Tuesday, August 11, 2009

Capital Gains Tax Bill Aimed at Mutual Funds

In May, Senator Michael Crapo (R-ID) introduced a bill to amend the Internal Revenue Code to allow individuals to defer recognition of capital gains distributions from mutual funds, so long as they reinvest the distributions in the fund.  If passed, the bill would defer the recognition of any capital gains until the mutual fund shareholder takes an actual distribution of gains from the fund, or redeems his or her shares.  A similar bill was introduced in July in the House of Representatives by Rep. Paul Ryan (R-WI), Rep. Arthur Davis (D-AL), and Rep. Joe Crowley (D-NY). 

Under the current law, in order retain their status as a Regulated Investment Company under IRS Subchapter M, mutual funds must pass through essentially all of their profits to shareholders, and shareholders incur capital gains taxes just for holding their shares, even if the capital gains are reinvested in the fund, rather than taken out as cash.  Though mutual fund investors also incur capital gains when they sell shares at a NAV for a gain, the bills do not address this kind of capital gain.  The treatment of taxing reinvested capital gains in mutual funds has long been considered by many to be unfair to shareholders because:  (1) funds do not pass through losses to shareholders, only gains, so shareholders cannot use them to offset gains (or carry them forward to years when they do have gains); and (2) this treatment complicates shareholder decisions about when to purchase and sell shares.

The House and Senate bills, both entitled, the "Generate Retirement Ownership Through Long-Term Holding Act of 2009," seek to remedy what has been seen as an impediment to holding mutual fund shares for a long term.  Though both the House and Senate bills' titles contain the word "retirement," neither bill is aimed at taxation of mutual fund shares held through IRA, 401(k), or other qualified retirement vehicles.  Funds held through these kinds of retirement accounts already receive preferred tax treatment.  Rather, these bills are aimed at capital gains on mutual fund shares held directly.  As we reported in our December 23, 2008 post, "Scholar Examines the Effect of the Tax Code on US Mutual Funds," some experts in mutual fund taxation see the change to capital gains treatment proposed by the Generate Retirement Ownership Through Long-Term Holding Act of 2009 as potentially having a significant effect on the competitive position of U.S. mutual funds in the global market.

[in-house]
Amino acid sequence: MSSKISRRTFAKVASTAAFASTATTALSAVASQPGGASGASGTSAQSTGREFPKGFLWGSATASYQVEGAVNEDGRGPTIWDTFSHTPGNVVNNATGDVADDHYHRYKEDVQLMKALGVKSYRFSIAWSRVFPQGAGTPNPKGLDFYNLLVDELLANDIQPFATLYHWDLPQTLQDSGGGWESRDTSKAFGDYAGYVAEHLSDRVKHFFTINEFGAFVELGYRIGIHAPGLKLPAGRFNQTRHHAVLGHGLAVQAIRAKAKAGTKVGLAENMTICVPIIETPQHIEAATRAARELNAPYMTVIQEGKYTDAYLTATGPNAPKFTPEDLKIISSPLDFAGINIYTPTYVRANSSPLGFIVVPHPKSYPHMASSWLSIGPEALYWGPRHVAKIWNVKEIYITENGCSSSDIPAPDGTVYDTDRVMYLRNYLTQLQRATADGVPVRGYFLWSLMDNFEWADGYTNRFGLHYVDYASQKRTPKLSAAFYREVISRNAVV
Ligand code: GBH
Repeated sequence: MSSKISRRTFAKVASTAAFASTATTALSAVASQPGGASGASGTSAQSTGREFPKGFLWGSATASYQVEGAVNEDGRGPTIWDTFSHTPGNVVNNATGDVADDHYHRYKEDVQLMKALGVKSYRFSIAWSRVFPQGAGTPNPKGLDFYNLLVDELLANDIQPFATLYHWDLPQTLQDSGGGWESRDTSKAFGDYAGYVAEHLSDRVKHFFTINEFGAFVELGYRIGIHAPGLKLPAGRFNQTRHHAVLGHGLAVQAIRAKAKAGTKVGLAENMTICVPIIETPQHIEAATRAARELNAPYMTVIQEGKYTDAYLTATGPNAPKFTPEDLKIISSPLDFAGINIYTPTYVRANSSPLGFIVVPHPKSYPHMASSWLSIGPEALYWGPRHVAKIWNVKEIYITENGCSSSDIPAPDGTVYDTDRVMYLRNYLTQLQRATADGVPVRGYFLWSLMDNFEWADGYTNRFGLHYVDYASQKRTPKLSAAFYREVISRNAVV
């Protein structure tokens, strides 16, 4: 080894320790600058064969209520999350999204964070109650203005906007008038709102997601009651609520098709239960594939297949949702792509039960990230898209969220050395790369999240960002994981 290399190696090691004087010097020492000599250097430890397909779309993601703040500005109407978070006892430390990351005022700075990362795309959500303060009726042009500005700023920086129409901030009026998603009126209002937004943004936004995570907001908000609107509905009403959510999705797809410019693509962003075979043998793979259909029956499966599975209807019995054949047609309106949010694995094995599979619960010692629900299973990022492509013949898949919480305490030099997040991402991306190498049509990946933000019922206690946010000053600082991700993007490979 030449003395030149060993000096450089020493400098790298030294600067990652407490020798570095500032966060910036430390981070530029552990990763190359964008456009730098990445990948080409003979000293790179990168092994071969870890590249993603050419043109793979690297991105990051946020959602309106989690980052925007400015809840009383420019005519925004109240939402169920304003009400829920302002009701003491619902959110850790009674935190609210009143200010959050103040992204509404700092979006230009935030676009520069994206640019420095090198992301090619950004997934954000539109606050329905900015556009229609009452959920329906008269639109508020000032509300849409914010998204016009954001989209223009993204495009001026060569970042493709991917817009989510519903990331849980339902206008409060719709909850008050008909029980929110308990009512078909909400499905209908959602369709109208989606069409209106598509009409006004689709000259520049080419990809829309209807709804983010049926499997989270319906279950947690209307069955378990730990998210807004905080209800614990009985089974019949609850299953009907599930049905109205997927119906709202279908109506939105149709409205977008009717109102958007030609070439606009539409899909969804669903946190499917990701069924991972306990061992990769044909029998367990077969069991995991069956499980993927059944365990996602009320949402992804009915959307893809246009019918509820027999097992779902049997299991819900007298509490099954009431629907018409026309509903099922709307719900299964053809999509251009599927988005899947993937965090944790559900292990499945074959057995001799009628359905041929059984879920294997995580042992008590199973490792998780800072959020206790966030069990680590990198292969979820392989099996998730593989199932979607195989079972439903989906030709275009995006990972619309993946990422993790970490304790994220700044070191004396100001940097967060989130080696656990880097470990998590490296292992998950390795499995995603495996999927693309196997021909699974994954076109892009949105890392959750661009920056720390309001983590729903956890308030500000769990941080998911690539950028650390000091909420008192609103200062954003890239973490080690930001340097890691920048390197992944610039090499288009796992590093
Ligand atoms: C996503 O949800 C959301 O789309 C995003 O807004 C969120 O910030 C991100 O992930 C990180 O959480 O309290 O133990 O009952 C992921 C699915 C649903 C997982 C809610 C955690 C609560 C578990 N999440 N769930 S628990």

The full text of H.R. 3429 is available at:  http://thomas.loc.gov/cgi-bin/query/z?c111:H.R.3429:

The full text of S. 1082 is available at:  http://www.opencongress.org/bill/111-s1082/text

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